The highest prevalence values of urinary schistosomiasis were recorded in the 10–12 and 13–15 year groups. These age classes are most likely responsible for schistosomiasis transmission in the area. The increase of prevalence with increasing age of children was also noted in other African countries. In Burkina Faso, Poda et al.  found a significant difference between three age groups (7–9, 10–12, and 13–16 years). A similar result was also reported by Briand et al.  in two villages from the same district of Niakhar. In the present study, the percentage of infected schoolchildren in the 10–12 year group was practically equal to that noted in the 13–15 year group, and this last finding agrees with several reports [22, 34] where there was a peak at 10–14 years. No significant difference was observed between the age of children and the intensity of infection. This finding also agrees with previous reports [34, 35] where the intensity of infection did not show any significant difference with the age of children.
If children are grouped by age and sex, the intensity of S. haematobium infection increased with age in boys but decreased in girls. According to Gryseels et al. , the decline of intensity of infection among older children in some populations is due to a decreased contact with infected water . In the Niakhar district, the decrease in infection observed among older girls might be explained by their seasonal migration to urban areas during the rainy season to seek employment as domestic workers . Boys stay in the villages during the rainy season, thus maintaining a high intensity of egg parasites, most likely due to seasonal re-infection. A snail survey is needed to assess the role of water sources in the transmission of S. haematobium. The implementation of a control program in this area to decrease prevalence and intensity would also be highly suitable.
The results obtained show that the Niakhar area is endemic for urinary schistosomiasis. Health education and large-scale chemotherapy for all schoolchildren to decrease the prevalence and intensity of infection would be highly suitable. All the villages of the Niakhar district need access to piped water to reduce contact with infected waters.
We thank Paul Senghor for the technical assistance. We thank Kory Faye, deceased, our guide during this study.
- Gryseels B, Polman K, Clerinx J, Kestens L: Human schistosomiasis. Lancet. 2006, 368: 1106-1118. 10.1016/S0140-6736(06)69440-3.View ArticlePubMedGoogle Scholar
- Engels D, Chistsulo L, Montresor A, Savioli L: The global epidemiology situation of schistosomiasis and new approaches to control and research. Acta Trop. 2002, 82: 139-146. 10.1016/S0001-706X(02)00045-1.View ArticlePubMedGoogle Scholar
- King C: Toward the elimination of schistosomiasis. New Engl J Med. 2009, 360: 106-109. 10.1056/NEJMp0808041.View ArticlePubMedGoogle Scholar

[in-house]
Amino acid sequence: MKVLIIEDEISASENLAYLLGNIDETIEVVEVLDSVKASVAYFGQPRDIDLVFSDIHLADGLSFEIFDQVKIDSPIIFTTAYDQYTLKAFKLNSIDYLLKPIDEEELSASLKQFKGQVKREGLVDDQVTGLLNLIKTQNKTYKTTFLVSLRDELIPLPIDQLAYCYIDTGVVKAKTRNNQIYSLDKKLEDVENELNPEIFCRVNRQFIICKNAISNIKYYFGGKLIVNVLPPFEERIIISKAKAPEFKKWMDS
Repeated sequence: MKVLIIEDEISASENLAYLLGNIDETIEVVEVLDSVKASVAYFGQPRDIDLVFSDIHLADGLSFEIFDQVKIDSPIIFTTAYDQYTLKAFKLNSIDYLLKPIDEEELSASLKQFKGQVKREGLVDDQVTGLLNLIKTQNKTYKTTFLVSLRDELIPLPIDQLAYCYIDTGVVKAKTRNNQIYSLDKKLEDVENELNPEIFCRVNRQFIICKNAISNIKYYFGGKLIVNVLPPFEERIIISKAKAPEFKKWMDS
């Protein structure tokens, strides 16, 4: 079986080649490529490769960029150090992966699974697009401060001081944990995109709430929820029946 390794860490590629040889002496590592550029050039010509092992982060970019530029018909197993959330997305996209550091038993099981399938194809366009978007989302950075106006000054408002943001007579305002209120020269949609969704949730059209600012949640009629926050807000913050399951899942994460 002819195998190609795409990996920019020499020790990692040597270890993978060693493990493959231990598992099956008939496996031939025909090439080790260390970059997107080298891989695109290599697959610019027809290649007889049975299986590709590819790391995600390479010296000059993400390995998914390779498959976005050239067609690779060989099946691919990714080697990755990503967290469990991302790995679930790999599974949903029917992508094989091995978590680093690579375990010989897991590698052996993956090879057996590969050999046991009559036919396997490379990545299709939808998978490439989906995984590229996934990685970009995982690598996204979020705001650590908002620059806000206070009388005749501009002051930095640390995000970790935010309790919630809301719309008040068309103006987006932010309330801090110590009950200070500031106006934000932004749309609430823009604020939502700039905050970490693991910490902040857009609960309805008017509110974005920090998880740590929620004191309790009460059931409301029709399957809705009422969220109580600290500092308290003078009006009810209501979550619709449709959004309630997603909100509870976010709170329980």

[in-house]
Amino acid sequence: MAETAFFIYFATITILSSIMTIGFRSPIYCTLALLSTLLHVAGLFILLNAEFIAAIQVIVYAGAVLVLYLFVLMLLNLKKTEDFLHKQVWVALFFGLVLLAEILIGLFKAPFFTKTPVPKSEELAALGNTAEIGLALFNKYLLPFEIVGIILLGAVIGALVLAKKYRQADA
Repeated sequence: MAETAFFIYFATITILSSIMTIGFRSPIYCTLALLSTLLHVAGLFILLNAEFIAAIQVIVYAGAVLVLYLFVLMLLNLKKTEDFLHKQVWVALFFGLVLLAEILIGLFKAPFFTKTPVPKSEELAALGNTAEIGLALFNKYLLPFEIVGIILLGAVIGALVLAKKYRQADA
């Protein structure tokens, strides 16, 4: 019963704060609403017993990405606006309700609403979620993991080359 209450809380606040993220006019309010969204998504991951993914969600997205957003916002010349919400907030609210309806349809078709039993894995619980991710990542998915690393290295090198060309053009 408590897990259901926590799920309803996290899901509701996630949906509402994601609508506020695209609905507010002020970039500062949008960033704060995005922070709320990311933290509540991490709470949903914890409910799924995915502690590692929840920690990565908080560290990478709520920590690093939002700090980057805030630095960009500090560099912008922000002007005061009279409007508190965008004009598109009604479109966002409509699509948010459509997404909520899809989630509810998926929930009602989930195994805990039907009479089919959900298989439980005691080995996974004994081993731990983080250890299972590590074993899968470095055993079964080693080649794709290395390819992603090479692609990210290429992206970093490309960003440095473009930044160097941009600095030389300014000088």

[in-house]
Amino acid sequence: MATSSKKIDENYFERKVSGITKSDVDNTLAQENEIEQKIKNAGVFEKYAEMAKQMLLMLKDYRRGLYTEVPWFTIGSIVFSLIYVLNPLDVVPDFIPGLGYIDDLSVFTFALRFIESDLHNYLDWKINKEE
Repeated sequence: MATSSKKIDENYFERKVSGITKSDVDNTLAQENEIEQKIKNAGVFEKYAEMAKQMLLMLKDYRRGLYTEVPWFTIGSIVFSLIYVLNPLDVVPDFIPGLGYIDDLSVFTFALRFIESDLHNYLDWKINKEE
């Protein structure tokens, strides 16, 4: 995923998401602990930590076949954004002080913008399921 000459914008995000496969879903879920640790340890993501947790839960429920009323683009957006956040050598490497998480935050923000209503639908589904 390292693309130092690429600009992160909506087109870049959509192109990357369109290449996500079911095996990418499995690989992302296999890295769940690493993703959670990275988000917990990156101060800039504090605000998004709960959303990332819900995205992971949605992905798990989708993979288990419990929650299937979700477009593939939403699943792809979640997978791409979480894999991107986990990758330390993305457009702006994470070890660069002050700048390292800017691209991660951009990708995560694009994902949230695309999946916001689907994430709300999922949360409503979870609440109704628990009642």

- King CH, Olbrych SK, Soon M, Singer ME, Carter J, Colley DG: Utility of repeated praziquantel dosing in the treatment of schistosomiasis in high risk communities in Africa: a systematic review. PLoS Negl Trop Dis. 2011, 5: e1329-10.1371/journal.pntd.0001329.View ArticleGoogle Scholar
- Martyne TS, Essame O, Ratard RC: High risk behaviours and schistosomiasis infection in Kumba, South-West Province, Cameroon. Int J Environ Res Pub Heath. 2007, 4: 101-105. 10.3390/ijerph2007040003.View ArticleGoogle Scholar
- Riveau G, Deplanque D, Remoué F, Schacht AM, Vodougnon H, Capron M, Thiry M, Martial J, Libersa C, Capron A: Safety and immunogenicity of rSh28GST antigen in humans: phase 1 randomized clinical study of a vaccine candidate against urinary schistosomiasis. PLoS Neg Trop Dis. 2012, 6: e1704-10.1371/journal.pntd.0001704.View ArticleGoogle Scholar
- Ndir O: Situation des schistosomoses au Sénégal. La lutte contre les schistosomoses en Afrique de l’Ouest. Edited by: Chippaux JP. 2000, Paris: IRD, 225-236.Google Scholar
- Seck I, Faye A, Gning B, Tal-Dia A: La prévalence de la bilharziose urinaire et ses facteurs de risque en milieu scolaire rural à Fatick au Sénégal. Med Afr Noire. 2007, 54: 125-131.Google Scholar
- Schur N, Hurlimann E, Garba A, Traore MS, Ndir O, Ratard RC, Tchuem Tchuenté LA, Kristensen TK, Utzinger J, Vounatsou P: Geostatistical model-based estimates of schistosomiasis prevalence among individuals aged ≤ 20 years in West Africa. PLOS Neg Trop Dis. 2011, 5: e1194-10.1371/journal.pntd.0001194.View ArticleGoogle Scholar
- Briand V, Watier L, Le Hesran JY, Garcia A, Cot M: Co-infection with plasmodium falciparum and Schistosoma haematobium: protective effect of schistosomiasis on malaria in Senegalese children?. Am J Trop Med Hyg. 2005, 72: 702-707.PubMedGoogle Scholar
- Levi P, Adyamagbo A: Tableau de bord des principaux indicateurs sociodémographiques dans la zone de Niakhar (Sénégal). 2003, Dakar: IRD, 38 pp-Google Scholar